Stott on Dialogue

[We are clipping quotes from John Stott’s Christian Mission in the Modern World. When Stott wrote the book, the idea of ‘dialogue’ with other religions was a very hot topic. He differed with the concept, seeing proper dialogue being a part of our proclamation itself. Nevertheless, the idea of a loving conversation and interaction with adherents of other faiths was a type of dialogue he embraced.]

Paul seems to have expected all the disciples of Jesus to be involved in continuous dialogue with the world, for he urged the Colossians: ‘Let your speech always be gracious, seasoned with salt, so that you may know how you ought to answer every one’ (Colossians 4.6). Here are Christians in such close contact with ‘outsiders’ (v. 5) that they are able both to speak to them (with gracious and salty speech) and to answer their questions. (63)

(Here quoting J. H. Bavinck) So, ‘in practice I am never concerned with Buddhism, but with a living person and his Buddhism, I am never in contact with Islam but with a Moslem and his Mohammedanism’ (240). Further, this living contact must also be a loving contact. (70)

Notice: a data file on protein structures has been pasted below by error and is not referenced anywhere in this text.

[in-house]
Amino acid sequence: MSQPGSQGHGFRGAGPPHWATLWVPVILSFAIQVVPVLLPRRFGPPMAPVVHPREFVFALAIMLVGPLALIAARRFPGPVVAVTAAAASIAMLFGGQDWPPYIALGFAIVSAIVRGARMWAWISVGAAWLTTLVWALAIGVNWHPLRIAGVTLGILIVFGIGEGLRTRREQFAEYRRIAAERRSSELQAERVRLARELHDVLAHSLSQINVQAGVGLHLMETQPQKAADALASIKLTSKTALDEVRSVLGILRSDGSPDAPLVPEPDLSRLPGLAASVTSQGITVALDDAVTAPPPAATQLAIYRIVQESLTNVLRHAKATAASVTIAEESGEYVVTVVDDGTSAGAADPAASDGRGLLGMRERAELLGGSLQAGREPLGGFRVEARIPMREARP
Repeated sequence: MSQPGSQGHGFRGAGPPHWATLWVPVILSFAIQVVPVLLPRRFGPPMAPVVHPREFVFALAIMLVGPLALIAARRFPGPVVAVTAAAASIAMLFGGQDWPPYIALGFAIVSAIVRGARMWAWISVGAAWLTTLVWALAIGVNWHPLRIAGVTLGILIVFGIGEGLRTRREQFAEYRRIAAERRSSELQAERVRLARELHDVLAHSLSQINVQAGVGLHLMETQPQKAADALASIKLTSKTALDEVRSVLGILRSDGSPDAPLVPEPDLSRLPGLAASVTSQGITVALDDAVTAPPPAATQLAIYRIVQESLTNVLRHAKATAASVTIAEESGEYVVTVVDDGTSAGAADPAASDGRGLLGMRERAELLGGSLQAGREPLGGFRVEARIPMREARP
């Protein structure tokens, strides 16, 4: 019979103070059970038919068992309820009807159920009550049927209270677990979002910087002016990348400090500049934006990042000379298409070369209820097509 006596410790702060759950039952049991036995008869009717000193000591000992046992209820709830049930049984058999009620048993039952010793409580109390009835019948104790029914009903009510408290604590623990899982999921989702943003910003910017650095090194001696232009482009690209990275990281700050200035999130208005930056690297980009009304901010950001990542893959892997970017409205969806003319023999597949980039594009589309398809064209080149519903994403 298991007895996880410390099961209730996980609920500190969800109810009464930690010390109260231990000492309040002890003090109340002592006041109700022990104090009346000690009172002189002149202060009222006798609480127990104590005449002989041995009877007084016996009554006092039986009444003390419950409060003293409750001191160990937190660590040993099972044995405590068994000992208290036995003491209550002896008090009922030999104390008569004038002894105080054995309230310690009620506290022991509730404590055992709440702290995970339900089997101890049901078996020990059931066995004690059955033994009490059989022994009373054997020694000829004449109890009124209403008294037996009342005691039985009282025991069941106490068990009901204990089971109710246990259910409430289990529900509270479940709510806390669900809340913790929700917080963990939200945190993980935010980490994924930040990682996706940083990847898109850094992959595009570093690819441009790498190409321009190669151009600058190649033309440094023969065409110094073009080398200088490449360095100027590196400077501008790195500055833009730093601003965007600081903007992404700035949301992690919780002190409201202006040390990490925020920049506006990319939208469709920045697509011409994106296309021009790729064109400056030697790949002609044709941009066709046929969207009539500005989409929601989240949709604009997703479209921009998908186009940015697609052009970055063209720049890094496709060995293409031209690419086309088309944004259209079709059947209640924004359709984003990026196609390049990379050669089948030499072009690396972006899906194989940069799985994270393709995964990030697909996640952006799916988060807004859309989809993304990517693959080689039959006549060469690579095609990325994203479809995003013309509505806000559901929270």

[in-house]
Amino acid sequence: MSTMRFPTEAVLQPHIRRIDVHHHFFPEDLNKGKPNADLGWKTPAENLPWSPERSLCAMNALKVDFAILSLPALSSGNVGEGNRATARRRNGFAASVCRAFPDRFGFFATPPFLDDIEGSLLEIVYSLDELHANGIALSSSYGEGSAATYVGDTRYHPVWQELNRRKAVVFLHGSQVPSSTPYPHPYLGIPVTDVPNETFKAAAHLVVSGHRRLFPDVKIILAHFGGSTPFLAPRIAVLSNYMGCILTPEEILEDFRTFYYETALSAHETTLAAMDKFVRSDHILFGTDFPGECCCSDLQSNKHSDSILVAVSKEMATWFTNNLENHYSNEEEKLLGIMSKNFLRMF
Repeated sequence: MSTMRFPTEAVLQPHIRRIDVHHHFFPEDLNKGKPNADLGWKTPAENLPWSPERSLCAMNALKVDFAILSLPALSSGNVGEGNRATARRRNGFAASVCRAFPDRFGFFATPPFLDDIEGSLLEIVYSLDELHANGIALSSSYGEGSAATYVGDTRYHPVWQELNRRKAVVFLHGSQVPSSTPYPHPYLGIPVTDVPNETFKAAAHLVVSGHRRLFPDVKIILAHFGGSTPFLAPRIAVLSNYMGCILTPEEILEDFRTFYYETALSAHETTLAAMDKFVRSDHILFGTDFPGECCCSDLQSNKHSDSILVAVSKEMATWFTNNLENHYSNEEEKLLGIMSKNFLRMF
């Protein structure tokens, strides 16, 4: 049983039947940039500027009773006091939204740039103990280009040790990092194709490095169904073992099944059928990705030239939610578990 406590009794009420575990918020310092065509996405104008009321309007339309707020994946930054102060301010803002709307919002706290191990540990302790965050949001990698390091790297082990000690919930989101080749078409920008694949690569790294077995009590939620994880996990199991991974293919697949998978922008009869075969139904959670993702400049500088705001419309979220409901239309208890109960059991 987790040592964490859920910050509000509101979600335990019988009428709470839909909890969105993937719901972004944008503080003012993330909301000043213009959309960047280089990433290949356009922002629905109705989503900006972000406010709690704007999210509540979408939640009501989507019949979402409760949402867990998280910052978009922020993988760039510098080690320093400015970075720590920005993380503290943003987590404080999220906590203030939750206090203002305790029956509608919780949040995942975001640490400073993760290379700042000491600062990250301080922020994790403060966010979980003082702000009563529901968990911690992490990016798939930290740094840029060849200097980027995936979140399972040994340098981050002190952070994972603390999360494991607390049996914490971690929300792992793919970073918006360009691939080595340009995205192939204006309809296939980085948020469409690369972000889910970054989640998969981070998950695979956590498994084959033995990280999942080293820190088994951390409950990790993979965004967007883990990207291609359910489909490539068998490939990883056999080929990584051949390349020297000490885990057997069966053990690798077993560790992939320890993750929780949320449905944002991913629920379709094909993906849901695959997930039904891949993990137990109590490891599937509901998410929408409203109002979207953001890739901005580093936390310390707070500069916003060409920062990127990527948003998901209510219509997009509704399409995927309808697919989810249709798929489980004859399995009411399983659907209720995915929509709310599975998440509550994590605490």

If we do nothing but proclaim the gospel to people from a distance, our personal authenticity is bound to be suspect. Who are we? Those listening to us do not know. For we are playing a role (that of the preacher) and for all they know may be wearing a mask. Besides, we are so far away from them, they cannot even see us properly. But when we sit down alongside them like Philip in the Ethiopian’s chariot, or encounter them face to face, a personal relationship is established. Our defenses come down. (71)

It is impossible to evangelize by fixed formulae. To force a conversation along predetermined lines in order to reach a predetermined destination is to show oneself grievously lacking in sensitivity both to the actual needs of our friend and to the guidance of the Holy Spirit. Such insensitivity is therefore a failure in both faith and love. (73)